KUALA LUMPUR • Tun Dr Mahathir Mohamad has said he will not step down as Malaysia's prime minister until he has resolved the problems facing the country.
The problems, he said, included recovering the billions lost through state fund 1Malaysia Development Berhad, finding and trying fugitive businessman Low Taek Jho, or Jho Low, and stamping out corruption in the public service.
In an interview with the Financial Times published on Wednesday, Dr Mahathir said there was no actual date or time mentioned for him to step down.
"The actual time that I will be there depends on the problems that we face," he said. "I've had some experience solving financial problems, so they want me to solve the problems before I step down.
"I mentioned at the time when they appointed me that I would not be permanently there, that means that I wouldn't finish a whole term."
Asked if he still stood by his insistence that Parti Keadilan Rakyat president Anwar Ibrahim would be the person to succeed him, Dr Mahathir said yes without hesitation and pointed out that he had promised this.
In a recent interview with the Sydney Morning Herald, Dr Mahathir reaffirmed that his successor will be Datuk Seri Anwar, and not Economic Affairs Minister Azmin Ali.
In response, Mr Anwar thanked Dr Mahathir and those who affirmed their support for him to be the next prime minister.
Mr Anwar is to take over the reins from Dr Mahathir before the next general election, due by 2023, under a succession plan agreed on by the Pakatan Harapan (PH) coalition last year.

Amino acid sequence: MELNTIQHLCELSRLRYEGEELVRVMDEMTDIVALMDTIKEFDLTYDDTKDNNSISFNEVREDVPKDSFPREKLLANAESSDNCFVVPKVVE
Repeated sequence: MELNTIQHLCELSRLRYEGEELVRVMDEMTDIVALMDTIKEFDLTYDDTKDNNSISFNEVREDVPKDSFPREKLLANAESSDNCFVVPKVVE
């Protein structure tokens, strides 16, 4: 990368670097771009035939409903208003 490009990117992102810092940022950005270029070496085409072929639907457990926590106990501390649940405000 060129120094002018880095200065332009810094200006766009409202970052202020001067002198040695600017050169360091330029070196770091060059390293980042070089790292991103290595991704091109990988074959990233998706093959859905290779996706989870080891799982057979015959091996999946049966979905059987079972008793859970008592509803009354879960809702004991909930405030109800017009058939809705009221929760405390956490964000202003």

NOT LETTING HISTORY REPEAT ITSELF
I have made many mistakes in appointing my successors, so I don't want to make another mistake this time.
MALAYSIA PRIME MINISTER MAHATHIR MOHAMAD
But The Straits Times - quoting sources - reported last month that a plan has been hatched to block Mr Anwar's path.
Additionally, there have been calls from within PH as well as the opposition for Dr Mahathir to stay as prime minister until the end of the government's mandate.
In the Financial Times interview, Dr Mahathir was also asked about conspiracy theories that he did not plan to leave the prime minister's post.
The 94-year-old explained that he needed to be careful in appointing a successor due to his previous "mistakes".
"I have made many mistakes in appointing my successors, so I don't want to make another mistake this time," he said.
When asked if his reluctance to relinquish the position quickly also meant he considered himself the only person suited to the challenge of leading Malaysia now, Dr Mahathir said: "At the moment, maybe."
The Prime Minister expressed disappointment with Tun Abdullah Badawi, his immediate successor who took over in 2003, as well as Najib Razak, both of whom rose under Dr Mahathir's guidance.
THE STAR/ASIA NEWS NETWORK